We live in a in a tumultuous time of history. The word of God has not only clearly delineated the way to victory amid all the turmoil, by faith, but has given us examples for our encouragement.

Looking unto Jesus the author and finisher of [our] faith; who for the joy that was set before him endured the cross, despising the shame, and is set down at the right hand of the throne of God. (Heb. 12:2.)

     Parenthesis

     Note that it does not say, Looking unto YeHoSHua... When encountering authors who hate the name "Jesus," substituting some supposed "Hebrew" word, the reader should proceed with extreme caution, if at all. It is at the name of Jesus that every knew shall bow. Note Robertson's comments on Philippians 2:10 (That at the name of Jesus every knee should bow, of things in heaven, and things in earth, and things under the earth...):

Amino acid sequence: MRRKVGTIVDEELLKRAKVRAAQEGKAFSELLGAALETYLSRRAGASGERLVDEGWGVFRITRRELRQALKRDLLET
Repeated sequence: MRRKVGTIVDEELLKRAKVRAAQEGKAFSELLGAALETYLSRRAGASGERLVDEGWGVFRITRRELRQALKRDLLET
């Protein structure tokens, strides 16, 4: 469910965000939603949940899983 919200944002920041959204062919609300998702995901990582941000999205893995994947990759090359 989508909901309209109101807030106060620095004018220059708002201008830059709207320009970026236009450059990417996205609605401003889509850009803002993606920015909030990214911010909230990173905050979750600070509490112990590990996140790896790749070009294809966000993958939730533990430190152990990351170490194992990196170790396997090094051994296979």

{That in the name of Jesus every knee should bow} (hina en tôi onomati Iêsou pan gonu kampsêi). First aorist active subjunctive of kamptô, old verb, to bend, to bow, in purpose clause with hina. Not perfunctory genuflections whenever the name of Jesus is mentioned, but universal acknowledgment of the majesty and power of Jesus who carries his human name and nature to heaven. This universal homage to Jesus is seen in #Ro 8:22; Eph 1:20-22 and in particular #Re 5:13. {Under the earth} (katachthoniôn). Homeric adjective for departed souls, subterranean, simply the dead. Here only in the N.T. (Online Bible.)